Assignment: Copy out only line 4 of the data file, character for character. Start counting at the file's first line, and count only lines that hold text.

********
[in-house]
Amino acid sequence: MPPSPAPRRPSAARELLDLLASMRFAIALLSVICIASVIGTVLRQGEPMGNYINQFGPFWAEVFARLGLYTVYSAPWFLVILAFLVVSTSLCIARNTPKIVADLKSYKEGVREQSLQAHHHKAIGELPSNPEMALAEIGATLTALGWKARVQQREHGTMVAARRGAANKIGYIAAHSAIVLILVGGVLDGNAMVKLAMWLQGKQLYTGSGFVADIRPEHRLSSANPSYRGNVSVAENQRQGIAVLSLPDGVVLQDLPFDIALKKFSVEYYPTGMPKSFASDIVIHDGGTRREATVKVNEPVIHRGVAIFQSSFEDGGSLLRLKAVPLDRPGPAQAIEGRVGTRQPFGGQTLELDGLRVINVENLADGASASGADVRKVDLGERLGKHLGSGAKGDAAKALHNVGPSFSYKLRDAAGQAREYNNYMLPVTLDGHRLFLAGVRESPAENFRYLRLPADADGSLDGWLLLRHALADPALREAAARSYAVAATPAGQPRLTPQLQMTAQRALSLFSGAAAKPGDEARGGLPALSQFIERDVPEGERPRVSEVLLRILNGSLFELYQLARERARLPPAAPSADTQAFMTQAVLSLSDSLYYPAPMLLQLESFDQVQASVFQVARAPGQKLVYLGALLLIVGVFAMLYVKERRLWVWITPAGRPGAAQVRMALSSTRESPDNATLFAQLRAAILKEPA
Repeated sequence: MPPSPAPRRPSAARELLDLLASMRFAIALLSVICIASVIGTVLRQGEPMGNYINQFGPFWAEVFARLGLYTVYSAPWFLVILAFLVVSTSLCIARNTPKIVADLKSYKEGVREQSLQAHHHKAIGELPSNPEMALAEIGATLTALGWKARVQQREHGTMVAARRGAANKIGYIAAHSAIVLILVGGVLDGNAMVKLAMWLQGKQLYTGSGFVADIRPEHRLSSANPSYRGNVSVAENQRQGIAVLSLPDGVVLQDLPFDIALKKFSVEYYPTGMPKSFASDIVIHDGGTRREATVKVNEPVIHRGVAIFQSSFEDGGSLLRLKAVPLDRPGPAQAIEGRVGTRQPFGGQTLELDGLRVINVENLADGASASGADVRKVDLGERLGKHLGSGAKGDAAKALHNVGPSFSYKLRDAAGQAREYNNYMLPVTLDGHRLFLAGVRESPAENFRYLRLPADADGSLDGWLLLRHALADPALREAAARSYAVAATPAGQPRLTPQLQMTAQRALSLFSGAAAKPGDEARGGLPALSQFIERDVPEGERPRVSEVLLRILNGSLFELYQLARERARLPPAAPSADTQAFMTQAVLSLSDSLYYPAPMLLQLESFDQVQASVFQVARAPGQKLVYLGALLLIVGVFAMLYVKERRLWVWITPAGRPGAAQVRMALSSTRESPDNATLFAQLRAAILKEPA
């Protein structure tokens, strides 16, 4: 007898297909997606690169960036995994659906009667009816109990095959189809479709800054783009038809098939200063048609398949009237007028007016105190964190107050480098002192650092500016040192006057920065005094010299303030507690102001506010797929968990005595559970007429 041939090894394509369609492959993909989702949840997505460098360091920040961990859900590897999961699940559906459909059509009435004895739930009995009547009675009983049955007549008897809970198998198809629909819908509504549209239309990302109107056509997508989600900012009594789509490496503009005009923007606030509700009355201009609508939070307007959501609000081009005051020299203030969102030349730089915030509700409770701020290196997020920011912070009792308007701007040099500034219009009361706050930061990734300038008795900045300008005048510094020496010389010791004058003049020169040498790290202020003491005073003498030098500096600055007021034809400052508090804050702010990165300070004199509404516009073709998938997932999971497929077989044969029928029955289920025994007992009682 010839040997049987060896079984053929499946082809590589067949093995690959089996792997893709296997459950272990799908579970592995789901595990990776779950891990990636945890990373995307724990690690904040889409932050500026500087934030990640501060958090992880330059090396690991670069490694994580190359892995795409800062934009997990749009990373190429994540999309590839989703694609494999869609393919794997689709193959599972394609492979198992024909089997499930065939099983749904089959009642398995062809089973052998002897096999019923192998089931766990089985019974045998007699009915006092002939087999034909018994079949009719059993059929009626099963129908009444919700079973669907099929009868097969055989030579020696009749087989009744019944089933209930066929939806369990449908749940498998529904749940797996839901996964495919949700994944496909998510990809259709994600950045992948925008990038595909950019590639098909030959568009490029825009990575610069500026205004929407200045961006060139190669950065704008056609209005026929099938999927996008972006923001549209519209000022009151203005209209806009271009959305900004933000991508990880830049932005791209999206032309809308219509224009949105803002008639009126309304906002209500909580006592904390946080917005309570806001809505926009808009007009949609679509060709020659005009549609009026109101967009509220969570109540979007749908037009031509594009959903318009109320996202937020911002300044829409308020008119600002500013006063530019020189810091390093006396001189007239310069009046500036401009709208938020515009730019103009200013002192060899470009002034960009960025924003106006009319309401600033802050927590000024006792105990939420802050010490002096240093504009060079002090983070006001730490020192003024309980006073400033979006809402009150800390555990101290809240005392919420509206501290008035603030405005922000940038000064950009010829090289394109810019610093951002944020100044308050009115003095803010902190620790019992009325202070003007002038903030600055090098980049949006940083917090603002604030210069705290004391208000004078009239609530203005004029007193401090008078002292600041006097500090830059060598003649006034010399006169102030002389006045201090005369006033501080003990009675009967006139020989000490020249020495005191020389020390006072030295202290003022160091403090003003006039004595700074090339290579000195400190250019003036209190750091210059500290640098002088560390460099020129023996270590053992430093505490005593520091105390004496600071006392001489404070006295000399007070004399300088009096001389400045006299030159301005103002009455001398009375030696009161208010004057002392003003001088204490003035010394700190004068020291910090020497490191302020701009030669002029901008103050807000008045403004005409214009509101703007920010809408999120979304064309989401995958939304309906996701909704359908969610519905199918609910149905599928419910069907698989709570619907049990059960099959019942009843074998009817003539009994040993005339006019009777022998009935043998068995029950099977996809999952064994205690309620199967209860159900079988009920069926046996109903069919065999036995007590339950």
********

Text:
């Protein structure tokens, strides 16, 4: 007898297909997606690169960036995994659906009667009816109990095959189809479709800054783009038809098939200063048609398949009237007028007016105190964190107050480098002192650092500016040192006057920065005094010299303030507690102001506010797929968990005595559970007429 041939090894394509369609492959993909989702949840997505460098360091920040961990859900590897999961699940559906459909059509009435004895739930009995009547009675009983049955007549008897809970198998198809629909819908509504549209239309990302109107056509997508989600900012009594789509490496503009005009923007606030509700009355201009609508939070307007959501609000081009005051020299203030969102030349730089915030509700409770701020290196997020920011912070009792308007701007040099500034219009009361706050930061990734300038008795900045300008005048510094020496010389010791004058003049020169040498790290202020003491005073003498030098500096600055007021034809400052508090804050702010990165300070004199509404516009073709998938997932999971497929077989044969029928029955289920025994007992009682 010839040997049987060896079984053929499946082809590589067949093995690959089996792997893709296997459950272990799908579970592995789901595990990776779950891990990636945890990373995307724990690690904040889409932050500026500087934030990640501060958090992880330059090396690991670069490694994580190359892995795409800062934009997990749009990373190429994540999309590839989703694609494999869609393919794997689709193959599972394609492979198992024909089997499930065939099983749904089959009642398995062809089973052998002897096999019923192998089931766990089985019974045998007699009915006092002939087999034909018994079949009719059993059929009626099963129908009444919700079973669907099929009868097969055989030579020696009749087989009744019944089933209930066929939806369990449908749940498998529904749940797996839901996964495919949700994944496909998510990809259709994600950045992948925008990038595909950019590639098909030959568009490029825009990575610069500026205004929407200045961006060139190669950065704008056609209005026929099938999927996008972006923001549209519209000022009151203005209209806009271009959305900004933000991508990880830049932005791209999206032309809308219509224009949105803002008639009126309304906002209500909580006592904390946080917005309570806001809505926009808009007009949609679509060709020659005009549609009026109101967009509220969570109540979007749908037009031509594009959903318009109320996202937020911002300044829409308020008119600002500013006063530019020189810091390093006396001189007239310069009046500036401009709208938020515009730019103009200013002192060899470009002034960009960025924003106006009319309401600033802050927590000024006792105990939420802050010490002096240093504009060079002090983070006001730490020192003024309980006073400033979006809402009150800390555990101290809240005392919420509206501290008035603030405005922000940038000064950009010829090289394109810019610093951002944020100044308050009115003095803010902190620790019992009325202070003007002038903030600055090098980049949006940083917090603002604030210069705290004391208000004078009239609530203005004029007193401090008078002292600041006097500090830059060598003649006034010399006169102030002389006045201090005369006033501080003990009675009967006139020989000490020249020495005191020389020390006072030295202290003022160091403090003003006039004595700074090339290579000195400190250019003036209190750091210059500290640098002088560390460099020129023996270590053992430093505490005593520091105390004496600071006392001489404070006295000399007070004399300088009096001389400045006299030159301005103002009455001398009375030696009161208010004057002392003003001088204490003035010394700190004068020291910090020497490191302020701009030669002029901008103050807000008045403004005409214009509101703007920010809408999120979304064309989401995958939304309906996701909704359908969610519905199918609910149905599928419910069907698989709570619907049990059960099959019942009843074998009817003539009994040993005339006019009777022998009935043998068995029950099977996809999952064994205690309620199967209860159900079988009920069926046996109903069919065999036995007590339950």